The Prodigy 5 are typical PMC speakers, in that they’re unfussy and transparent when it comes to the equipment you pair them up with. The slimline floorstanders are easy-going and good-natured up to a point, meaning they’re transparent enough to show you the qualities of a better amplifier but generally willing to reveal, rather than exaggerate, the faults in recordings or accompanying equipment.
With such an enviable heritage and a legacy for high-end audio showstoppers, we were excited to delve into what these slim, unassuming and affordable towers could manage.
Quite a lot, as it happens. It’s clear from the outset that PMC has hit the sweetest of sweet spots with the Prodigy range, balancing subtle details and musical flourishes with a perceptibly heightened sense of presence, poise and confidence. Shrinking violets they may be to look at, but get the Prodigy 5 warmed up and firing and you’ll understand why the British brand decided on such a name. Prodigy by name, prodigy by nature.
Take their rendition of Björk’s Bachelorette. A bold, brooding number that sees the elfin Icelandic ice queen at her overblown best, it’s a complex, almost industrial ballad that requires as much of the surgeon’s scalpel as it does the engineer’s hammer to truly do it justice. The Prodigy 5’s rendition fulfils these contrary objectives without a hint of strain, matching Björk’s distinctive, piercing vocal vulnerability with the full-bodied and cohesive instrumentation below, all the while revealing the kinks and subtle phrases inherent in such a carefully curated arrangement.
This is what really strikes us about the Prodigy 5, in that they seem to be adept at giving the best of all worlds without a hint of sonic sacrifice. While comparatively priced rivals substitute space for precision or dynamics for subtlety, PMC’s unassuming towers are truly comprehensive performers. Fleetwood Mac’s Go Your Own Way pops with drive and spark in the rhythmic verse sequences, but then fully blooms as it opens out into that iconic harmonised chorus. For building a sense of contrast and drama, we can’t think of a better pair of floorstanders at this level.
What’s more, they’re a genuinely fun listen, the sort of speakers that you want to keep testing and probing to see how they convey your favourite tracks and arrangements. For all this talk of clarity, poise and wide soundfields (all justified, of course), the Prodigy 5 are an immensely diverting listen across almost all genres. Rock tracks such as Wig Wam’s In My Dreams are invigorating and vibrant, hip-hop anthems like Jay-Z’s No Church In The Wild are packed with flavour, while grand baroque pop, tested via Lana del Rey’s Born To Die carry weight, depth and a real sense of scale. Throw whatever you like at the Prodigy 5 and they'll handle it as professionally as a concierge at The Ritz.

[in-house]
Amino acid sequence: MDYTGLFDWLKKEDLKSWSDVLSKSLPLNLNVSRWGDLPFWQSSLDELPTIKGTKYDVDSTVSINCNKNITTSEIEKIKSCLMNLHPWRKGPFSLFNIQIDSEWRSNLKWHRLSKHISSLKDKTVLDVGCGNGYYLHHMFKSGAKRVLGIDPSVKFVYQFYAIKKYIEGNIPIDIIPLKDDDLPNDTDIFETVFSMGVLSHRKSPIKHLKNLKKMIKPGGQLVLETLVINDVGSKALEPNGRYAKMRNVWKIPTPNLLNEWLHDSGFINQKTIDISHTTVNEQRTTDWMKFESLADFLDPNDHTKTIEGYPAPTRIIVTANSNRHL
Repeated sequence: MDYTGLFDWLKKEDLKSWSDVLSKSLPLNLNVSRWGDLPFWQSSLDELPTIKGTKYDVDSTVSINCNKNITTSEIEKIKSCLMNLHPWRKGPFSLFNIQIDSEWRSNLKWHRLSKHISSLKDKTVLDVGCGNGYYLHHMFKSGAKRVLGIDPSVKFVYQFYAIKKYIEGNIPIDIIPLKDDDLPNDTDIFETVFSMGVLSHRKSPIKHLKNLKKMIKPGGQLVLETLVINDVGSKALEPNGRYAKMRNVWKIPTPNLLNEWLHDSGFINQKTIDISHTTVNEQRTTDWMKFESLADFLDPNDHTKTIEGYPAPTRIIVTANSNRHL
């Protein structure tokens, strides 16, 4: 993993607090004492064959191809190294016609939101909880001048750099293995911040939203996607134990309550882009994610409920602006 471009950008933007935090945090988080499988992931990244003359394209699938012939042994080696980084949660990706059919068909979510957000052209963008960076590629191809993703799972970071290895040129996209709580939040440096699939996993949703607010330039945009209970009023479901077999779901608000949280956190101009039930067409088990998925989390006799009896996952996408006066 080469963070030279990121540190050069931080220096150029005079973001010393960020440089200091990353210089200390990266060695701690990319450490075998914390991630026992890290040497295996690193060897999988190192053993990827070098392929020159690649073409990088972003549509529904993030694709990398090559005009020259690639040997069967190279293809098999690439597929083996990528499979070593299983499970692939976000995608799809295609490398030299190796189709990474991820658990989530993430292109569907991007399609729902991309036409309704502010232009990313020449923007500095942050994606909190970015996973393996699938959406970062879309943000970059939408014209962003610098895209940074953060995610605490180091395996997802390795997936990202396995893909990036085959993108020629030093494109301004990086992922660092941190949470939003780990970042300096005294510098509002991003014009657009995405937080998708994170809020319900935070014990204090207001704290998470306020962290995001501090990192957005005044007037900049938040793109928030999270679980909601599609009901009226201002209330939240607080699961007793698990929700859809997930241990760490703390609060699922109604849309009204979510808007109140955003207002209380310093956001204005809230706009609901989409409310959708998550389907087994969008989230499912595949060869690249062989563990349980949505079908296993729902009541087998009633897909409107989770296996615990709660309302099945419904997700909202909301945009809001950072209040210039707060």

They’re not even particularly fussy about placement, and while you’ll get the best out of the PMCs by positioning them around 40-50cm away from the wall to avoid some overly dominant bass, they’re far from prima donnas in this regard. Angle the Prodigy 5 in slightly towards your listening position and you’ll receive an expansive yet well-focused soundstage.
PMC promised to bring studio-grade sound to the masses with its (relatively) affordable Prodigy 1 and Prodigy 5 speakers, a task that could have led to some compromises in quality in the pursuit of more democratised audio.
Happily, the Prodigy 5 fulfil their purpose expertly, and while pennies may have been pinched externally, every ounce of sonic performance has been squeezed from this expertly engineered pair of floorstanders. Rich, refined and endlessly rewarding, the Prodigy 5 see PMC succeed in its mission: this is just about as good as we’ve heard a pair of speakers sound at this price. Result.
- Sound 5
- Build 4
- Compatibility 5
Read our review of the ProAc Response DT8
Also consider the Spendor A7